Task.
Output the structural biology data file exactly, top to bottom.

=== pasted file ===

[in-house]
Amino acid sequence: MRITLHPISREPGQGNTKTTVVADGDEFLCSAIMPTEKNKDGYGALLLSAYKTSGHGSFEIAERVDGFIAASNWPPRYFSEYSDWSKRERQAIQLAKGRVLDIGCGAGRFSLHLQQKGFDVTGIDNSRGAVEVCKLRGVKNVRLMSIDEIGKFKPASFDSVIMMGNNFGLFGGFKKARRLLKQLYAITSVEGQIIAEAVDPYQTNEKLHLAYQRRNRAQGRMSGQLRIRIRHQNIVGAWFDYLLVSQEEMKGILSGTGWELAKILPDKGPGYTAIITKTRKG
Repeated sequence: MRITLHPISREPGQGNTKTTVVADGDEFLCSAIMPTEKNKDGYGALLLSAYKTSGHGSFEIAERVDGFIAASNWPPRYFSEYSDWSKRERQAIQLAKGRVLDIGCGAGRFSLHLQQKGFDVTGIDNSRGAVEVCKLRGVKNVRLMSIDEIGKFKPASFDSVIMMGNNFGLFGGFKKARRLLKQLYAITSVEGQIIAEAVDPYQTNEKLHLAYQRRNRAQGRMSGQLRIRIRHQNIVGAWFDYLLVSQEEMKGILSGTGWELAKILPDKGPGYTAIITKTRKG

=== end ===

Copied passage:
[in-house]
Amino acid sequence: MRITLHPISREPGQGNTKTTVVADGDEFLCSAIMPTEKNKDGYGALLLSAYKTSGHGSFEIAERVDGFIAASNWPPRYFSEYSDWSKRERQAIQLAKGRVLDIGCGAGRFSLHLQQKGFDVTGIDNSRGAVEVCKLRGVKNVRLMSIDEIGKFKPASFDSVIMMGNNFGLFGGFKKARRLLKQLYAITSVEGQIIAEAVDPYQTNEKLHLAYQRRNRAQGRMSGQLRIRIRHQNIVGAWFDYLLVSQEEMKGILSGTGWELAKILPDKGPGYTAIITKTRKG
Repeated sequence: MRITLHPISREPGQGNTKTTVVADGDEFLCSAIMPTEKNKDGYGALLLSAYKTSGHGSFEIAERVDGFIAASNWPPRYFSEYSDWSKRERQAIQLAKGRVLDIGCGAGRFSLHLQQKGFDVTGIDNSRGAVEVCKLRGVKNVRLMSIDEIGKFKPASFDSVIMMGNNFGLFGGFKKARRLLKQLYAITSVEGQIIAEAVDPYQTNEKLHLAYQRRNRAQGRMSGQLRIRIRHQNIVGAWFDYLLVSQEEMKGILSGTGWELAKILPDKGPGYTAIITKTRKG